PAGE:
Mental Health America’s most recent “Mind the Workplace” study found that over 70% of workers felt their companies had unrealistic workload expectations. Such expectations can lead to stress, increased absenteeism, and mental and behavioral health risks. In fact, in the same study, 63% of respondents reported that frustration at work led them to engage in unhealthy behaviors such as drinking and crying regularly. 

Although dialing up workloads to maximum productivity might seem like a great strategy, employers who want to prioritize mental health will need to take a different approach to determining how much employees can handle. Finding the optimal workload that both meets company goals and reduces workplace stress will benefit both employees and businesses in the long run. 

3. Create a Stable and Supportive Company Culture 

A company’s culture has a great deal to do with the mental health of its employees. Dictatorial or disjointed workplace cultures can leave employees feeling unsupported and uncertain of expectations. A stable culture provides employees with clear goals, rules, and values. 

One of the most effective ways to affect company culture is to train supervisors to enforce values and support employees. In Mental Health America’s “Mind the Workplace” study, only 36% of respondents felt their supervisors always or often supported them when things got hard. Employees who have clear-cut goals and feel supported even when things get hard will ultimately be happier, healthier, and more productive. 

4. Cultivate Inclusion and Connection 

Small businesses often take on the personalities of their founders or c-suites, but assuming that your employees share your preferences could create a climate where people with different personality types feel excluded. Too many meetings and noisy work environments might exhaust introverts while extroverts will feel stifled and uninspired in workplaces with little or no social interaction. 

The “Mind the Workplace” survey showed that 63% of workers often work alone because their workplace is unhelpful or hostile. Businesses can avoid having employees who share this sentiment by training managers to recognize when team members are feeling isolated and encouraging collaboration and socialization. 

5. Host Seminars or Workshops

Company-wide mental health education can help your team more easily identify mental health issues and alert them to helpful solutions like an EAP. Outside experts can train your staff to recognize mental health problems while equipping them to support one another. 

Workshops also let your team know that leaders care about their wellbeing, which can help employees feel supported and reduce the stigma around mental illness. 

6. Create a Safe and Productive Atmosphere 

Environmental factors such as lighting, exposure to nature, and noise levels can have a big impact on mental wellness at work. Providing your employees safe and comfortable spaces to work in will help improve workplace happiness and mental health. 

Ideal office atmospheres offer:

  • Well-lit work stations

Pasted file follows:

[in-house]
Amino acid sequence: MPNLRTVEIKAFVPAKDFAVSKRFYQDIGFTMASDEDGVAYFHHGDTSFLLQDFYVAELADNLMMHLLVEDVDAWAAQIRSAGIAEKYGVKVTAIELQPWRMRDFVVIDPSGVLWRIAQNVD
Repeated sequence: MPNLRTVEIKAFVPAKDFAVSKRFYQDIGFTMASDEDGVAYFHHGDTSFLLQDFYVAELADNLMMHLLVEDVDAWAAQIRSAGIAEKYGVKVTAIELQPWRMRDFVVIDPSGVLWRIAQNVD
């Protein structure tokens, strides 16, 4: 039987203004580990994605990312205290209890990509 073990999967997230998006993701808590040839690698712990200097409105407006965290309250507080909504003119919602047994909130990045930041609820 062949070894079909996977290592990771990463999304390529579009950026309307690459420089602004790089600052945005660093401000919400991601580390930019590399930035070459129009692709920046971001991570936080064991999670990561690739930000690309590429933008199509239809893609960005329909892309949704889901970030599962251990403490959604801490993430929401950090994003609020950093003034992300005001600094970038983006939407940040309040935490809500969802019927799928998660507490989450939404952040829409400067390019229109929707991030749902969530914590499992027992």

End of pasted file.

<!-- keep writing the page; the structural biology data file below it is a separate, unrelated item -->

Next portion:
• Quiet areas
  • Areas designated for socialization 
  • Access to nature 
  • Protection from intimidation, bullying, and sexual harassment
  • Comfortable working temperatures

7. Conduct Anonymous Surveys 

Get to know the concerns of your employees—anonymously. It’s possible that many of your team members have the same pain points or mental health concerns. Providing them opportunities to voice these matters without fear of retaliation gives companies insights into what improvements they need to make. 

Companies can also use surveys to assess how well managers are supporting their team members. Employees can be afraid to speak up about poor management. Given the chance to provide anonymous feedback, employees can help business leaders identify patterns as well as managers who are abusive or simply need more mental health training. 

SUpport mental health in the workplace infographic

Contributing so greatly to the mental wellness of employees is a big responsibility. It’s also an opportunity for companies to make a positive difference while improving their businesses. 

Small businesses, especially, will benefit from employee mental wellness given that company-wide productivity is so dependent on individual performance. No matter how you look at it, improving HR processes and building mental health solutions into your business is worth it.

Sources

Mental Health America | CDC | US Chamber of Commerce Foundation | World Health Organization

Meredith Wood

Meredith Wood

Vice President and Founding Editor at Fundera
Meredith Wood is the founding editor of the Fundera Ledger and a vice president at Fundera. She launched the Fundera Ledger in 2014 and has specialized in financial advice for small business owners for almost a decade. Meredith is frequently sought out for her expertise in small business lending. She is a monthly columnist for AllBusiness, and her advice has appeared in the SBA, SCORE, Yahoo, Amex OPEN Forum, Fox Business, American Banker, Small Business Trends, MyCorporation, Small Biz Daily, StartupNation, and more. Email: meredith@fundera.com.
Meredith Wood